This Is a True Story (2003)

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In December 2001 the world's media focused on the small town of Fargo, North Dakota, where the body of Takako Konishi was found in the woods by a hunter. The media reported that she had ... See full summary »


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Cast overview, first billed only:
Mimi Ohmori ...
Jesse Heliman ...
Himself (as Officer Jesse Heliman)
Steve Kilde ...
Himself (as Officer Steve Kilde)
Guy Taima ...
Steve Brantt ...
Mark Stenberg ...
Art Kohler ...
Marty Solmon ...
Mary Solmon ...
Debbie Krueger ...
Simon the Dachshund ...
Jeff Nemec ...
Scott Maneval ...
Tami Hunt ...
Herself (as Officer Tami Hunt)
Kel Keena ...
Himself (as Chief Kel Keena)


In December 2001 the world's media focused on the small town of Fargo, North Dakota, where the body of Takako Konishi was found in the woods by a hunter. The media reported that she had left Japan with the misunderstanding that the Coen brother's "Fargo" really was a true story and that there was a stash of money hidden somewhere in the snow on a road by a tree. This documentary traces the background to the story and finds that the media, quick to jump on a "funny" story of foolishness, had gotten the story totally wrong. Written by bob the moo

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4 July 2003 (UK)  »

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22 June 2015 | by (Japan) – See all my reviews

The media promulgation of a connection between Takako Konishi and the movie Fargo, I felt, was just too creepy. So it was a relief that I found this movie that purports to set right certain misunderstandings. This movie has been done in an interesting style. There are interviews with some of the actual people that interacted with Takako and some re-enactments, especially with the actress Mimi Ohmori who portrayed Takako. There are filmed scenes interspersed with a series of stills. It all held my visual attention throughout.

But now I have so many unanswered questions. Why was she going around with only a coat over her underwear without any kind of dress, skirt, pants or other clothing over her panties? A hurriedly left assignation? A recent rape attempt? Was that normal dress in the Tokyo she came from? Or in the milieu she was of in Tokyo at that time? Mention was made of her leaving her Shinjuku apartment at midnight and coming home around dawn. Just the kind of schedule to either visit host bars or to be working in the demimonde herself. She was young, attractive, and without local family support. Just the kind of woman often recruited by the Tokyo demimonde. She lived in Shinjuku. Anywhere near the red-light district Kabukicho?

Detroit Lakes, where she was found dead, is said to be the hometown of the American in Singapore whom she talked to by phone for 40 minutes the night before she died (not likely Singapore because of the filmmaker's privacy agreement with the American). She had been to the Detroit Lakes area a couple or more times before. Detroit Lakes has a population of less than 10,000. Someone must have seen the American and Takako together the times they previously visited. Either family or friends. What actually was their relationship? Was it professional. You know, escort and client? Lovers? A piece on the side? Just friends? Former lovers? How did Takako get the American's phone number in "Singapore"? Why didn't she travel to "Singapore" instead of Minnesota? Or did she before then coming to Detroit Lakes? What did that tree mean to her? He would have to have been with her for whatever the experience was. Was the tree the site of a night sky with a great view of the stars?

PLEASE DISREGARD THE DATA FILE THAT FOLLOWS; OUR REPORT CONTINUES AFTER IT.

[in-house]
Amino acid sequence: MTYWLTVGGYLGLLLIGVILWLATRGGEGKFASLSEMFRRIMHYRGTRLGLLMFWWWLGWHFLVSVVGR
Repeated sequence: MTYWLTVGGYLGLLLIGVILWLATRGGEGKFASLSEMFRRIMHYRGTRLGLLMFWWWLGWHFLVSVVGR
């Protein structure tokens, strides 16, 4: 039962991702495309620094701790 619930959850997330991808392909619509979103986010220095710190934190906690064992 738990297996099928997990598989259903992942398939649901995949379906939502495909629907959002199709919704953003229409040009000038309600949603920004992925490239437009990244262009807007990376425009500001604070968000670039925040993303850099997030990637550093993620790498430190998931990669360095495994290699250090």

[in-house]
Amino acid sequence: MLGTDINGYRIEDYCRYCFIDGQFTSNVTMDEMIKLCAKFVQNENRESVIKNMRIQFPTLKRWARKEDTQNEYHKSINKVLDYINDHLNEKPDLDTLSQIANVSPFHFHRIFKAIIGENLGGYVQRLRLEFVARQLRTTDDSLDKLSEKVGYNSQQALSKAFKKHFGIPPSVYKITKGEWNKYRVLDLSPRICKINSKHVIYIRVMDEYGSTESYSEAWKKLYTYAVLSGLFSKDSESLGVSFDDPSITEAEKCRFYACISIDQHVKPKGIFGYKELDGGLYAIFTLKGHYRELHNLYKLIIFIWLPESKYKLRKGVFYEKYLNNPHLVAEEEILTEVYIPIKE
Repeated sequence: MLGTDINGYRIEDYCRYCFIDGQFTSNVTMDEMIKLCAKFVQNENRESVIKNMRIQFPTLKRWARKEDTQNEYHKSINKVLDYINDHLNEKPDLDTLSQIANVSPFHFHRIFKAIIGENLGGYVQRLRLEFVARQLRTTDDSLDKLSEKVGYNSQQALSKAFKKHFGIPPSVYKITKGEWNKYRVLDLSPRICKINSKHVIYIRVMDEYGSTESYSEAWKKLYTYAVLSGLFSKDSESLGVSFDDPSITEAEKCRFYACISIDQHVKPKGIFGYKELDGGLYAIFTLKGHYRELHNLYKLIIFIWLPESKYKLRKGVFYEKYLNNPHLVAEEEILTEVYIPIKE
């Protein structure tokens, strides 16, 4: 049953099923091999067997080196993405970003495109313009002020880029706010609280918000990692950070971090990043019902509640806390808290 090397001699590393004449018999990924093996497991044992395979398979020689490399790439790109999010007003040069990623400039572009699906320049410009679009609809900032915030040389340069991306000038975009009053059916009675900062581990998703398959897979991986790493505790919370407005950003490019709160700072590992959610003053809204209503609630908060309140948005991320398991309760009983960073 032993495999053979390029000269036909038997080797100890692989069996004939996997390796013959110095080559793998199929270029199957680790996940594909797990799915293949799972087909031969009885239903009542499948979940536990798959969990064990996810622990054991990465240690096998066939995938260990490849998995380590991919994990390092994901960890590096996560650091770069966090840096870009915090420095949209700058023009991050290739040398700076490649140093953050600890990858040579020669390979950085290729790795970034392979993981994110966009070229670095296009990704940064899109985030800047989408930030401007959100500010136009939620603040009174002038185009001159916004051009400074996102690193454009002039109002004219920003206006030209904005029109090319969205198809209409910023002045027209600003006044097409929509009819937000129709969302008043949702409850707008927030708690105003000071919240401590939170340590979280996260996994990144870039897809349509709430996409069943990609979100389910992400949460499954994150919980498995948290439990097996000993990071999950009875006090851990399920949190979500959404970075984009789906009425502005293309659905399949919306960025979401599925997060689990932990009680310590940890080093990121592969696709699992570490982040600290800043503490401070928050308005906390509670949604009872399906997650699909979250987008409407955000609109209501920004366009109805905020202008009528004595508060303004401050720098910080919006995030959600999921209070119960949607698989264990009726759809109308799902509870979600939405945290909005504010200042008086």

How did she and the American meet? Where? Roppongi? Shinjuku? Kabukicho?

Of course the filmmaker could possibly answer some of those questions: he tracked the American down and spoke to him but was sworn to maintain the American's privacy.

As an aside, when she was pointing to her stomach and saying something in Japanese to the policeman it could have been "Onaka ga tsuiteiru," (I'm hungry). That " tsuiteiru," might remotely sound like "cancer" to someone unfamiliar with Japanese (GA TSui tEiRu). For that matter, that tree could have been on the road between Detroit Lakes and Fargo. Thus her mentioning "Fargo." If the policeman made her feel bad about going to Fargo ("Fargo?! The movie?!") She may have said "Maa ne" ("Maa ne 【マーね】 – Used when someone asks you a question and you have an answer that's bad so you don't really want to say. 'How was the test?' 'Maa ne'") which sounds a lot like "money." I'm just sayin'.

To commit suicide in the American's hometown was a form of passive-aggressive hostility. Or expression of deep, hopeless love by someone incapable of expressing such a thing any other way. Or both. Or both and more. Or neither. What do I know?

So, without input from the American even this movie, in its way, is as incomplete and inaccurate as the media hype about Takako's connection to the movie Fargo.

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